As the nation prepares to mark one year since being asked to stay at home, protect the NHS and save lives, Halton Borough Council has set out how it will remember local lives lost during the Covid pandemic and those who have worked so hard to keep us safe.
Two special memorial gardens for Runcorn Cemetery and Victoria Park, Widnes, have been commissioned by the Council to offer local people a permanent space where they can pause for reflection and lay floral tributes if they wish.
The centrepiece of each garden will be a memorial stone to commemorate those who lost their lives during the pandemic, and to give thanks to the many people who have worked tirelessly to support the community over the past year.
The stones have already been unveiled by Mayor of Halton, Cllr Margaret Horabin, who said: “Everyone has, in some way, been affected by the Covid-19 pandemic. The gardens will provide somewhere for people to reflect and remember those they have lost, but also to take a moment to be thankful for what we have and to look forward to the future with hope.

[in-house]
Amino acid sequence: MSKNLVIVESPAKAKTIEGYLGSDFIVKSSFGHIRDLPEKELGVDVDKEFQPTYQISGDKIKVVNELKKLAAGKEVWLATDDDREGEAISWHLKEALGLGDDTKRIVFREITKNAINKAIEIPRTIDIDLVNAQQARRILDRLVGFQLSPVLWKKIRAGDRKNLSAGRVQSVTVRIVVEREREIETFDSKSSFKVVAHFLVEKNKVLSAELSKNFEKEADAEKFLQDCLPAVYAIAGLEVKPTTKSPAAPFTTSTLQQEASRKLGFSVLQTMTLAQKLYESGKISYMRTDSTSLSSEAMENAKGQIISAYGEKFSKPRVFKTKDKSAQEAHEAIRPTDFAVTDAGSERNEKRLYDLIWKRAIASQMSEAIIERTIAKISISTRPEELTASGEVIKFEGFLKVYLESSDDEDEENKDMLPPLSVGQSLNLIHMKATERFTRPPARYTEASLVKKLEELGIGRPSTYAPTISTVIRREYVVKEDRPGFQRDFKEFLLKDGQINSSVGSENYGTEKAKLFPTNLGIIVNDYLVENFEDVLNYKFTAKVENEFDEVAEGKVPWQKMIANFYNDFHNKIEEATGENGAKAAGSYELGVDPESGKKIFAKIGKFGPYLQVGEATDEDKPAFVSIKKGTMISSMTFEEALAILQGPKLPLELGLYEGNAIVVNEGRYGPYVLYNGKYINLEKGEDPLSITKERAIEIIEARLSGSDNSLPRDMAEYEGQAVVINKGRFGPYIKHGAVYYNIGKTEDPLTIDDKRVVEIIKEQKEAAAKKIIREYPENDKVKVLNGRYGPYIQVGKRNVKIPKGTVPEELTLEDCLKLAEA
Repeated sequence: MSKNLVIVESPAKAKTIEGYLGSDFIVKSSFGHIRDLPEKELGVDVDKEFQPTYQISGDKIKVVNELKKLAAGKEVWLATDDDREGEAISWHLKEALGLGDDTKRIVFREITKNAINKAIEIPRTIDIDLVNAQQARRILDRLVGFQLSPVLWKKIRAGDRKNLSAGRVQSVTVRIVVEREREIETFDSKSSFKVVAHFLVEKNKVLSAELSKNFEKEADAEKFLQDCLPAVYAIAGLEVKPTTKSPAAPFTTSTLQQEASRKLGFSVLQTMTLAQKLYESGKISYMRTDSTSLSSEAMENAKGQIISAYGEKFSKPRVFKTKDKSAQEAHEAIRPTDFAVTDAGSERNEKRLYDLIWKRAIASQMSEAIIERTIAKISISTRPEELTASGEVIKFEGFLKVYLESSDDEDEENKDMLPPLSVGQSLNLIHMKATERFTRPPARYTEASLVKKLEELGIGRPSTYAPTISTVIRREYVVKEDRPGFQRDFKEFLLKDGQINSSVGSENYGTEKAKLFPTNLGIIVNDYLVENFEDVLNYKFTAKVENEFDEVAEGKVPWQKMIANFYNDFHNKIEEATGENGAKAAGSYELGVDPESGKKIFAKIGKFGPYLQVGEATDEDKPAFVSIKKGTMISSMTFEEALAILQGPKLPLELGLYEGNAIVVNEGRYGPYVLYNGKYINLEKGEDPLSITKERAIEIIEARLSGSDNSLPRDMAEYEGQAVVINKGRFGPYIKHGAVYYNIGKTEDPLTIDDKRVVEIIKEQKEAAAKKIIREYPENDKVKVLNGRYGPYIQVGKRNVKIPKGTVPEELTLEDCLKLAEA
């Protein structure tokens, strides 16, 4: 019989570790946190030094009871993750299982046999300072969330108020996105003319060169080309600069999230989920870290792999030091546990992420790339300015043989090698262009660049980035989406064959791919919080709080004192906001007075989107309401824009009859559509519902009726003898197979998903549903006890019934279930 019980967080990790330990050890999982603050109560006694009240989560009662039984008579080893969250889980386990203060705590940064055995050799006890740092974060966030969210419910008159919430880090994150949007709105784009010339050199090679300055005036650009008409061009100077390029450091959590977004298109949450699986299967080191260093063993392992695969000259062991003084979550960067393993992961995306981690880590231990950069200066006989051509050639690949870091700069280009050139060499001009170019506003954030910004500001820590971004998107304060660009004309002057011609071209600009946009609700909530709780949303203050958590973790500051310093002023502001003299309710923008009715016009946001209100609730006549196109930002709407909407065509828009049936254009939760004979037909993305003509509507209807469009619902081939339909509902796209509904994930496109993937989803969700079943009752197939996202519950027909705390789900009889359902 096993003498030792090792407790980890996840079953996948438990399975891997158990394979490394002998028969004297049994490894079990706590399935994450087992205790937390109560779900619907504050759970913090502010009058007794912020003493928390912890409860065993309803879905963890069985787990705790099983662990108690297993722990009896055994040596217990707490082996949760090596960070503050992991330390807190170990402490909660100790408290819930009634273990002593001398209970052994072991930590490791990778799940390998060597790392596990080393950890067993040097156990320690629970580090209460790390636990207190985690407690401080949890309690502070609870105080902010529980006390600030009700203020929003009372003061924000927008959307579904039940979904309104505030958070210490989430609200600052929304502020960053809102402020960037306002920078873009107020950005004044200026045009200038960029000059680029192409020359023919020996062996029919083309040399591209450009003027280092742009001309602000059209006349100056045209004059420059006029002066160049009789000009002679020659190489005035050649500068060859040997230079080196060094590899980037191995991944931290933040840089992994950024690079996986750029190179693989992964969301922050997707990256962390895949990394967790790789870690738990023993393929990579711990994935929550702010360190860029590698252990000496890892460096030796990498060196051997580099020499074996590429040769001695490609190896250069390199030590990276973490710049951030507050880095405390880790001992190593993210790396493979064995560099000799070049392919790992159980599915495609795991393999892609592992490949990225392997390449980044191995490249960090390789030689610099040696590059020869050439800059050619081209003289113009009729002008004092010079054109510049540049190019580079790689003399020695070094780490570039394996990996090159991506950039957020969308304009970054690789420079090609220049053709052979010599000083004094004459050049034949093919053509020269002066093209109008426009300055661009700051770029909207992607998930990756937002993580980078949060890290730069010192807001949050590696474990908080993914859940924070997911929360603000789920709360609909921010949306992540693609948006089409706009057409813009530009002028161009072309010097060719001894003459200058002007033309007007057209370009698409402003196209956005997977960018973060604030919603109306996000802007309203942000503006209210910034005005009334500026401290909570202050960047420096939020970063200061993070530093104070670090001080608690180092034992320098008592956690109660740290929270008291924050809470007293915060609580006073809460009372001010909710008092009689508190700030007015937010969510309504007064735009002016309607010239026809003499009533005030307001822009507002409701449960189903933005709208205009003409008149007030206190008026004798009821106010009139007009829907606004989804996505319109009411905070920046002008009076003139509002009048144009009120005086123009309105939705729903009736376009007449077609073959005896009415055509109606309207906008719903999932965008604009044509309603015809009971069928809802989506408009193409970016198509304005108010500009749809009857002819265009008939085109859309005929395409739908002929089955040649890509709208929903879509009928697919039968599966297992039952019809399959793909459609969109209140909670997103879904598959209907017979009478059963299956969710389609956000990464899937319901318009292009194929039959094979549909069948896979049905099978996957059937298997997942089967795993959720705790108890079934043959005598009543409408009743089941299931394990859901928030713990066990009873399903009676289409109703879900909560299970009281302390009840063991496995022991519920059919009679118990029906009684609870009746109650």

“They will also act as a way of paying tribute to those working in the NHS, Social Care services and all those key workers who have done so much for us.”
In addition to the memorial gardens, a virtual book of remembrance has been opened – this can be found at www.halton.gov.uk/covidremembrance
Here, local people can express their thoughts on loved ones they have lost or share their thanks to an individual, group, or organisation that has made a difference to their life during the pandemic.
The book will remain open for 12 months and then be sealed as a record of this extraordinary period of time in our history.
On 23 March, the anniversary of the first national lockdown, the Council will pay its respects by flying flags at half-mast and, in the evening, Halton will join others across the country in lighting buildings and landmarks, including the Mersey Gateway, in yellow as part of the national day of reflection.